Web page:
Not An Epiphany

So I realised that if I was going to wait for a research-based epiphany (see: A letter to myself in six months’ time, when things are likely to not be going as well as they are right now (because generally they aren’t)for every blog post that I come to write, then I might not end up writing too many blog posts.

While it would be nice to only write about meaningful stuff that people from all disciplines/ walks of life can relate to, I’m going to be honest and say: I don’t always have much meaningful stuff to say (see: Mrs Jones).

So here is a blog post about not much at all, other than what I have been up to/ thinking about/ avoiding.

I managed to complete a first draft of my confirmation document while I was overseas visiting family, so I don’t need to feel guilty about taking that much time off (I’m really good at feeling guilty, see: Competitive Busy-ness). All that time away from the lab and scientists was kind of refreshing, but also a bit terrifying… I am so tied up in all this crap! It’s weird to go for weeks at a time without talking about my project or even science, really. As I said to my mother, RE: doing a PhD but being temporarily surrounded by people who don’t understand (hats off to them for finding more interesting things to fill their brains with, really!) and couldn’t, even if they wanted to (none of them do):

“It’s a bit like having a baby, but no one can see it.”

I’m back at work now and waiting on a date for my confirmation, as well as hanging onto opportunities to discuss my ideas with my supervisor, who is tied down with NHMRC grant applications. I’ve been back two weeks but only just bought up the courage to get back into the lab again today. It is not my happy place.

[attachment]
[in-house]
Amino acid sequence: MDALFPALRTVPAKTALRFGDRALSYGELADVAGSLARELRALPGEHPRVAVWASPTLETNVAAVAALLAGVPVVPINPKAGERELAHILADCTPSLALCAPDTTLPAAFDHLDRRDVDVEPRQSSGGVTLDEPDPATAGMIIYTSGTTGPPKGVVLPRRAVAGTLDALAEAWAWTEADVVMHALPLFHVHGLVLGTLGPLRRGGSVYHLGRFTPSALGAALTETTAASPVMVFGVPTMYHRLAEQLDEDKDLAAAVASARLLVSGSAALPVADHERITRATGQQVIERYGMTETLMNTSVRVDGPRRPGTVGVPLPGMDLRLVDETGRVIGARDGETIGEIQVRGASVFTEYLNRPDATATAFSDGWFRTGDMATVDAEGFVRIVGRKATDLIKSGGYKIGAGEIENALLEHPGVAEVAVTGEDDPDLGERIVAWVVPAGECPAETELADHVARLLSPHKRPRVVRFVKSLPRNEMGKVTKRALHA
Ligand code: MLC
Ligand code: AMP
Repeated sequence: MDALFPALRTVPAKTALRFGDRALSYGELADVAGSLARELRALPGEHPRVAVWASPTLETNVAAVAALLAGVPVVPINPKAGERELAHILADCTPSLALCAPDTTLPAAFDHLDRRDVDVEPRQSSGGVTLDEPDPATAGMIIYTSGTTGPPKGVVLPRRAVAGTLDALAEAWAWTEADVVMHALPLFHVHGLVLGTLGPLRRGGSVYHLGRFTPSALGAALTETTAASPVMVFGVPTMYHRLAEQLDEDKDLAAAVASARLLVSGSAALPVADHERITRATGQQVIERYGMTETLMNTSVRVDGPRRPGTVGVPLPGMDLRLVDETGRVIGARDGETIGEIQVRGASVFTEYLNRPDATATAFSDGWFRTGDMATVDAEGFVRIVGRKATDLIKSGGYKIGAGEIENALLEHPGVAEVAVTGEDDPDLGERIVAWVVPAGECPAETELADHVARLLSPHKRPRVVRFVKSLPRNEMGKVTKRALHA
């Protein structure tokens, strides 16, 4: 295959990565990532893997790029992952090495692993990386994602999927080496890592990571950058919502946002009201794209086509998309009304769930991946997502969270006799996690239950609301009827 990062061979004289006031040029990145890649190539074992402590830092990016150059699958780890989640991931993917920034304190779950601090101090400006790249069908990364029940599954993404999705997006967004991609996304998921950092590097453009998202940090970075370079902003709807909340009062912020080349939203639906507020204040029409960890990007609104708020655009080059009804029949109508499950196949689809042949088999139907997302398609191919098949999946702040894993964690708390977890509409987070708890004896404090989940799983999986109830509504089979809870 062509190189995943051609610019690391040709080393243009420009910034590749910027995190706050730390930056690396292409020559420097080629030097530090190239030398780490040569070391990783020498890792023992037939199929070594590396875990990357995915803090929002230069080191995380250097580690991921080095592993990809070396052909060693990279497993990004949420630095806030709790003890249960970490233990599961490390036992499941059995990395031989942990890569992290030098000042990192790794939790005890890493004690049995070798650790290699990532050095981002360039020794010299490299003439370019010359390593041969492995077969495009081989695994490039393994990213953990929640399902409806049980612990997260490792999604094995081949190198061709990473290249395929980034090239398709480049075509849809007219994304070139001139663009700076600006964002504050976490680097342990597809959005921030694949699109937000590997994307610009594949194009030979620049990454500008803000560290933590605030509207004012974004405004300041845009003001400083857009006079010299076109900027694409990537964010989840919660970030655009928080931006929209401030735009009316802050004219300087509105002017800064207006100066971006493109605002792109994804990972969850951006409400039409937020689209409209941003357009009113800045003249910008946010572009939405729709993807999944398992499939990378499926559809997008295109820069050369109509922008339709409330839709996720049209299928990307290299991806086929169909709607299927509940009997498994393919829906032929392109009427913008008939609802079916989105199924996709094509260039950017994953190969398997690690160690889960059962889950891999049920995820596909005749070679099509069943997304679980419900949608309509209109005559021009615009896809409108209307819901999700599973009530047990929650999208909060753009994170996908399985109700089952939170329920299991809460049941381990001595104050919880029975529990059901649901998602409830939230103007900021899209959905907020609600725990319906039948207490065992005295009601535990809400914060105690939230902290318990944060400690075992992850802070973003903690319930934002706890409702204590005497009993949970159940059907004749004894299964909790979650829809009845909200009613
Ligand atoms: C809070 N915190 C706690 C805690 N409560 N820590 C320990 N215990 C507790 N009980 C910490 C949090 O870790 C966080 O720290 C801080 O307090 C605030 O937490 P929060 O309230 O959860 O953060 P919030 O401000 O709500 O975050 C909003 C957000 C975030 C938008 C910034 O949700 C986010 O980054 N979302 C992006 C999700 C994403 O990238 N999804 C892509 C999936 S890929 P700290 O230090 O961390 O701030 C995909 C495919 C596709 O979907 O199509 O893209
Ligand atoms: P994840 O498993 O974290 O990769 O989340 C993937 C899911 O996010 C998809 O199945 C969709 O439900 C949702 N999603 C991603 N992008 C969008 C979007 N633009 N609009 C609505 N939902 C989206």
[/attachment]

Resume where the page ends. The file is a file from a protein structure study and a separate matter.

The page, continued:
I need to start running western blots too in order to confirm all my data from last year, which I am not looking forward to. I’ve been reading but I know the learning only really begins when you’ve run it and failed at least four times. Which will happen, trust me.

(Why am I here?!)

I’m trying to get organised and go paperless too. I have accumulated a lot of notebooks and none of them are much organised. Also my bad memory makes it hard for me to go back and find anything. Goddamn I love Ctrl+F. I’m attempting to switch to Evernote, in which I am keeping a daily work journal of aims and accomplishments as well as notes on protocols and readings and OF COURSE: a lab book. Last year I made the mistake of being too embarrassed (I know, I’m an idiot) to make notes in my lab book concerning my ideas and interpretations for troubleshooting in case they were “stupid ideas” and someone had to borrow my lab book and *gasp* might read it. As a consequence I have pages of data from experiments but I can’t remember why I did them. As of this year, I will have no shame in writing any of my deepest darkest weirdest opinions/ feelings/ instincts/ ideas in my lab book if there is ANY possibility they could be of any use to me in the future.

Any tips on going paperless?

Any nifty ways you use Evernote in your work place?

Over and out.


Walking Backwards, Blindfolded (Crying)